February PrizeCAT--A Prize from Your Own Country

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February PrizeCAT--A Prize from Your Own Country

Jan 16, 4:47 pm

This month's category is A Prize from Your Own Country. The prize may be awarded specifically to books that are published in your country or authored by a resident of your country, or it may be that the prize-giving organization is based in your country. The possibilities should be extensive. To help you start thinking about some ideas, I've listed a few random prizes for countries that I know some of us are from. My apologies if I didn't include your country.

Miles Franklin Award
Ned Kelly Awards
Western Australian Premier's Book Awards

Governor General's Literary Awards
Newfoundland and Labrador Book Awards
Stephen Leacock Memorial Medal for Humour

Deutscher Jugendliteraturpreis
German Book Prize (Deutscher Buchpreis)
Kurd Laßwitz Award

Duff Cooper Prize
Marsh Award for Children's Literature in Translation
Women's Prize for Fiction

Los Angeles Times Book Prize
O. Henry Awards
PEN/Faulkner Award for Fiction

Let us know what you decide to read. And don't forget, the wiki awaits your reading choices.

Jan 16, 9:23 pm

I'll be reading something from the Ontario Library Association's Evergreen award nominees, probably Superfan or Silver Nitrate.

Editado: Jan 16, 11:46 pm

My first thought for Canada was Giller Prize. Tempted to check out some other options, as well, but assuming I stick with the Giller, I will likely read:
What Strange Paradise / Omar El Akkad

Editado: Jan 17, 12:50 am

I'm planning on two. An Unexpected Companion won the Australian Romance Novelists Ruby Award for Historical Romance in 2021, and The Good Sister, which I own, won a Sisters in Crime Davitt Award.

Jan 17, 5:18 am

I've had The Great Man by Kate Christensen on my shelves for many years so this is a good reason to finally pick it up. It won the Pen Faulkner Award in 2008.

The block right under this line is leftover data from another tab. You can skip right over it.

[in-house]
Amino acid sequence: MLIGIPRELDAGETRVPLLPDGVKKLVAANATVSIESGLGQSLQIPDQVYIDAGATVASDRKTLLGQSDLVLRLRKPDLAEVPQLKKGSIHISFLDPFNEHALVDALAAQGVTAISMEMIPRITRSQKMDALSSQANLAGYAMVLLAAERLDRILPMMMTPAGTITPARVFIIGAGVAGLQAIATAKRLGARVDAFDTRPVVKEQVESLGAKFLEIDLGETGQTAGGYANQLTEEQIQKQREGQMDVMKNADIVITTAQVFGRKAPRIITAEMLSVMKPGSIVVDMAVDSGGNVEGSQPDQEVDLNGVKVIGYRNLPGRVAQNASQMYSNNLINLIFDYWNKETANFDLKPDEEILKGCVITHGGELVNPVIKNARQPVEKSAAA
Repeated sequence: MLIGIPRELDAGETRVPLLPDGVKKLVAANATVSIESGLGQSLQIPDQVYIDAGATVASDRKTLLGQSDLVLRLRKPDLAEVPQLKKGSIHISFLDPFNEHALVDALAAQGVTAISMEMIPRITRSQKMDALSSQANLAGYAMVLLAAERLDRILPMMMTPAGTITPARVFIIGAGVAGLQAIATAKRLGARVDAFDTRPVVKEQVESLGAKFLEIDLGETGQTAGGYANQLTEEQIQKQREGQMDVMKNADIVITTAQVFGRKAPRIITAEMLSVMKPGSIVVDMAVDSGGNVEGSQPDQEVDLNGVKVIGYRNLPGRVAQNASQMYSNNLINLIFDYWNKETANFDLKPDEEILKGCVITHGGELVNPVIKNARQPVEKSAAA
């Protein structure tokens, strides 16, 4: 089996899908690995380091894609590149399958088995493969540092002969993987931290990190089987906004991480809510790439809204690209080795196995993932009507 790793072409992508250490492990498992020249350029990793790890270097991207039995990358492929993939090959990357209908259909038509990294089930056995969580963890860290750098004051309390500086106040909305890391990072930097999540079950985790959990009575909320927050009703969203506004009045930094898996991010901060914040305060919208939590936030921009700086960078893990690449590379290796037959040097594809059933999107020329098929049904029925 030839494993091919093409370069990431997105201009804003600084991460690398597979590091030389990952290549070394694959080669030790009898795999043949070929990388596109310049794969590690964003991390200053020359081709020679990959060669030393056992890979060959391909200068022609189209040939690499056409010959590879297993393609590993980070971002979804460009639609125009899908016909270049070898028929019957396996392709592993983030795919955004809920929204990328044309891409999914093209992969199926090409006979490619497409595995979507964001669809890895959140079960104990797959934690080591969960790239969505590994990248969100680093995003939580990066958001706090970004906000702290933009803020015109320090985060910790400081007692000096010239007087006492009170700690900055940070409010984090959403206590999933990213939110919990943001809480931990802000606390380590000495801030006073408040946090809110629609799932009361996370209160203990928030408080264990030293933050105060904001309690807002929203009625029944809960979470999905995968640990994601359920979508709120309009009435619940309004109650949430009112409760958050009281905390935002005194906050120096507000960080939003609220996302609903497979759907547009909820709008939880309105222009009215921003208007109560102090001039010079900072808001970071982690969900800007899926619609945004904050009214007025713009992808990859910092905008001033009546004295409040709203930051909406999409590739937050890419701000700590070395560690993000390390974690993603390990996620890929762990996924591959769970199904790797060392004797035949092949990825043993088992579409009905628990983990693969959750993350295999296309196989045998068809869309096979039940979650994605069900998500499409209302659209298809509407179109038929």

Editado: Jan 17, 6:48 am

I have Chai Time at Cinnamon Gardens currently borrowed from the library - winner of the 2023 Miles Franklin Award.

Jan 26, 7:14 am

If the library deities continue to smile upon me, I’m almost certainly going to read The Book of Goose, which won the PEN/Faulkner Award for Fiction (for American residents) in 2023.

Jan 26, 9:21 am

I will probably read The Second Coming by Walker Percy. This book was one of the four runners-up for the PEN/Faulker Award in 1981.

Jan 29, 10:23 pm

I have a couple lined up for February, and I really hope I'll be able to get both of them read. The Girls of Atomic City won the Merze Tate - Elinor Ostrom Outstanding Book Award from the American Political Science Association. It came home from work with me today. I also want to read Mrs. Adams in Winter, which was a Pulitzer finalist.

Jan 30, 9:56 am

I'm going for a National Book Award Winner, The Words That Remain, translated by a friend of mine, which will also get my "Books in Translation" category for another challenge I'm working on

Editado: Jan 30, 4:53 pm

I'll be reading The Orenda by Joseph Bowden for this category. A friend gave me this book a few years ago and I'm sorry to say it has taken me so long to read it. It won several Canadian prizes.

Jan 30, 6:25 pm

>11 VivienneR: I loved that book when I read it a few years ago. It was a rare 5 star read for me.

Fev 1, 12:37 am

>12 cbl_tn: Glad to hear that, Carrie! My friend said the same.

Fev 1, 6:46 am

My (very much tentative) plan is to read The Left-handed booksellers of London (winner of the 2021 Best Novel Ditmar)

Fev 2, 2:00 pm

We Are All Completely Beside Ourselves by Karen Joy Fowler has been on my bookshelf unread for way too long. It was the winner of the PEN/Faulkner Award for Fiction in 2014, and also counts for the AlphaKIT.

Fev 3, 4:25 am

I'm hoping to read The Inverted World by Christopher Priest, 1974 winner of the British Science Fiction Association Award

Fev 4, 9:43 pm